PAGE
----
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House approves pay rates for Otter and six others

House approves pay rates for Otter and six others

Dustin Hurst
March 25, 2010
Dustin Hurst
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March 25, 2010

Gov. Butch Otter and his fellow constitutional officers, the lieutenant governor, secretary of state, state treasurer, superintendent of public instruction, attorney general, and state controller, will all receive raises - eventually - under a bill narrowly approved by the Idaho House of Representatives Thursday.

The bill, pitched by Speaker of the House Lawerence Denney, R-Midvale, has been on the receiving end of changes as it has made its way through the Legislature.  Originally, the bill called for the governor and others to receive a 4 percent pay cut in 2011, but to have that amount restored and pay returned to the 2010 level for the year 2012.  The governor then would have received $121,000 for his services in 2013 and $125,000 in 2014.  All other officers, whose salaries are set percentages of the governor's salaries, would also increase.

The raises didn't sit well with members of the House State Affairs Committee, however.  Rep. Lynn Luker, R-Boise, successfully sent the bill to the House's amending order, where he lowered the amount of the pay raises. With Luker's changes, the governor would receive $117,000 for 2013 and $119,000 for 2014, which represents about a 2 percent increase for those two years.

On the House floor Thursday, Denney told fellow lawmakers that he feels the bill is "very modest" and helps to keep the officers' pay progressing.  He said that when compared to the pay of state employees, who have seen yearly increases of approximately 2.6 percent during the past 12 years, and teachers, who have also had their pay increased at a rate of 2.66 percent, the pay increases for the officers, at about 1.6 percent over the same time span, could lead to the state needing to "catch up" compensation rates in the future.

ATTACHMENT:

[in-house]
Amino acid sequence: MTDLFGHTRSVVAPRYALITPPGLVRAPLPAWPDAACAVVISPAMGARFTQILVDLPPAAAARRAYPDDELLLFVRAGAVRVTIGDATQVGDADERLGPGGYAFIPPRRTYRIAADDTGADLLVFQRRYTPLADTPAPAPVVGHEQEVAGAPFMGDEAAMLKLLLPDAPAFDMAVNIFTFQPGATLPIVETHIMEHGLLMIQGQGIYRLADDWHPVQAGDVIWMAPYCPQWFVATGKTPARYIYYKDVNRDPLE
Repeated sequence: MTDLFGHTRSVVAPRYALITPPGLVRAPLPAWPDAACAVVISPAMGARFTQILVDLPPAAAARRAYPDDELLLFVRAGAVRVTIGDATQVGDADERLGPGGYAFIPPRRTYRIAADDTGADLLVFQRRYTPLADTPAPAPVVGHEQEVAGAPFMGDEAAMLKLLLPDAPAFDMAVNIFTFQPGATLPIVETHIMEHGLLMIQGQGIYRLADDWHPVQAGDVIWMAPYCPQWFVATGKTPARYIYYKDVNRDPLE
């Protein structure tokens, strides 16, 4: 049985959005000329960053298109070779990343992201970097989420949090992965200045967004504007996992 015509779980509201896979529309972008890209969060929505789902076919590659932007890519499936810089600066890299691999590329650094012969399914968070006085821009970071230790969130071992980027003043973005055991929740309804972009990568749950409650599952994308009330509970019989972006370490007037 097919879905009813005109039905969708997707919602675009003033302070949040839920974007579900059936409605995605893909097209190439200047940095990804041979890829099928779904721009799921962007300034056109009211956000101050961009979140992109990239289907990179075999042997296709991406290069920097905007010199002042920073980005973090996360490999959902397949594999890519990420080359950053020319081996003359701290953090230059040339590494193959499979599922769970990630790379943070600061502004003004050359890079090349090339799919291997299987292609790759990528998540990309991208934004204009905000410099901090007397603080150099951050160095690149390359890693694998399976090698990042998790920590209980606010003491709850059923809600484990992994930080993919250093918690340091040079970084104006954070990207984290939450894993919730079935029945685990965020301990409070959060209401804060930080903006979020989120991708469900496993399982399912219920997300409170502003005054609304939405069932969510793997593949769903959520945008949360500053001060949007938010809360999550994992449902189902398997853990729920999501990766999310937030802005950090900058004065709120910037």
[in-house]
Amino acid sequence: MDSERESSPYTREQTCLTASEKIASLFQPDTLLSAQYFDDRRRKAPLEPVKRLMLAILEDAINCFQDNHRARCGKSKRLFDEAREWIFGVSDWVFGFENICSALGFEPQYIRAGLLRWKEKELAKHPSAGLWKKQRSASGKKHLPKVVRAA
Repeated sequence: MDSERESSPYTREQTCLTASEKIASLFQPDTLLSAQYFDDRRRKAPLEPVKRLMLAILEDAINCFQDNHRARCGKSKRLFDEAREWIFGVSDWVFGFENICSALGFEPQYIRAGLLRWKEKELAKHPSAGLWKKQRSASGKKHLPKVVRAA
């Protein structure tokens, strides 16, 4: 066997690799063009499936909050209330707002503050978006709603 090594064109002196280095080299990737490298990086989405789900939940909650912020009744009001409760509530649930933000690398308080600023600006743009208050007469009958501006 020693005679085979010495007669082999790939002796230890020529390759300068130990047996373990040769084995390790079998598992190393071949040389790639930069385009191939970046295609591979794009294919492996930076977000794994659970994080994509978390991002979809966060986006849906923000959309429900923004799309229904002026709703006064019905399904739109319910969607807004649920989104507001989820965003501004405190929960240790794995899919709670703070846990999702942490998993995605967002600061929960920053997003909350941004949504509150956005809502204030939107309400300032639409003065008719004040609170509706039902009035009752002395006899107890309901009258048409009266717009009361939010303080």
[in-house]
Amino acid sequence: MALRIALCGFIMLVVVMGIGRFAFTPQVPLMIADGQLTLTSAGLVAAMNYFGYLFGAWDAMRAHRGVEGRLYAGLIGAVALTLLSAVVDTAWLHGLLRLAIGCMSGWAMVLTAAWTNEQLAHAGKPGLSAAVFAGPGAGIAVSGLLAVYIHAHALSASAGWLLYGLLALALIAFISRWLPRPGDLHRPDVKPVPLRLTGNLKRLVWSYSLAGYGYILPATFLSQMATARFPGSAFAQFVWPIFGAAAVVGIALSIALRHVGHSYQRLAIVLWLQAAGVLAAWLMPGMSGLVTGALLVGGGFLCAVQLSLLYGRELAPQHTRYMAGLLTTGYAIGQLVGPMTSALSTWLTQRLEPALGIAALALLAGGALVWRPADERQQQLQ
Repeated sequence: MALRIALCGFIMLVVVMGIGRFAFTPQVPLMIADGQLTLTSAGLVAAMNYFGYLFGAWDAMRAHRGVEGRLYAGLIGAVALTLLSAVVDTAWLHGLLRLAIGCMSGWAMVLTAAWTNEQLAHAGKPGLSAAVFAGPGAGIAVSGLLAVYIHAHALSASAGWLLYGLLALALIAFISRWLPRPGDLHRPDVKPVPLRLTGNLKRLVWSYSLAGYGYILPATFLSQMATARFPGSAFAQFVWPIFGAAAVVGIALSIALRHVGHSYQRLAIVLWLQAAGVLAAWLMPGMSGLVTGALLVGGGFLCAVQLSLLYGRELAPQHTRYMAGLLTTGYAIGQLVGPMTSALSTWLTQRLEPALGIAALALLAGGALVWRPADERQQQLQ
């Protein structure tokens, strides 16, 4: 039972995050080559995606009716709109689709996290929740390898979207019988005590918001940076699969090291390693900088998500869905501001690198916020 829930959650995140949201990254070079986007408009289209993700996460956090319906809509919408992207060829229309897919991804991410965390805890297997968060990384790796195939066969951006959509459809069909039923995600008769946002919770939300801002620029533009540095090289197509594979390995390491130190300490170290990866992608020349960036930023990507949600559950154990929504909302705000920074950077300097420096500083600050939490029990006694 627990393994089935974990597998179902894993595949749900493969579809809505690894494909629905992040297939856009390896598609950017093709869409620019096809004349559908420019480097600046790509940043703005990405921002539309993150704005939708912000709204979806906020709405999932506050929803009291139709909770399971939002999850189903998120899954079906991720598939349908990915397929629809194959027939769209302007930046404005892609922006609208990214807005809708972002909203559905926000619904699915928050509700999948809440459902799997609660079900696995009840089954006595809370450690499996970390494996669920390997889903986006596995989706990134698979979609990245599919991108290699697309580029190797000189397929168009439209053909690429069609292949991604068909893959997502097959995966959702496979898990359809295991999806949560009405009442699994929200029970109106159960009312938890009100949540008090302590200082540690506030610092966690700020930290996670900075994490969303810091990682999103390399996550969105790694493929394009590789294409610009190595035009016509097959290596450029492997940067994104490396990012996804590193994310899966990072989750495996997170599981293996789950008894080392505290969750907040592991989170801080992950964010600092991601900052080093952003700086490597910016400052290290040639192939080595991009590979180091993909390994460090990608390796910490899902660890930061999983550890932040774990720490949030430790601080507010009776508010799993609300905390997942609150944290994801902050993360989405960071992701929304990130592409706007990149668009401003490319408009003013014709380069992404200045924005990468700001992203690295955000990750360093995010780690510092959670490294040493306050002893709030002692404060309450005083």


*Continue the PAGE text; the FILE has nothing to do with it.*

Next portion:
Only one lawmaker, Rep. Steven Hartgen, R-Twin Falls, stood in opposition to the measure.  He urged lawmakers to oppose the legislation because he feels that authorizing raises - albeit delayed ones - during a time of economic message is not good policy.

"I think this sends the wrong message," said Hartgen.  He noted that the pay levels for the officers are very clear to those who seek the respective posts and that the Legislature should remember that.

Legislators voted 37-30 to approve the legislation, which now heads to the Senate.  Gov. Otter's pay for 2010 is $115,348, which makes him the 13th lowest-paid state executive in the nation.

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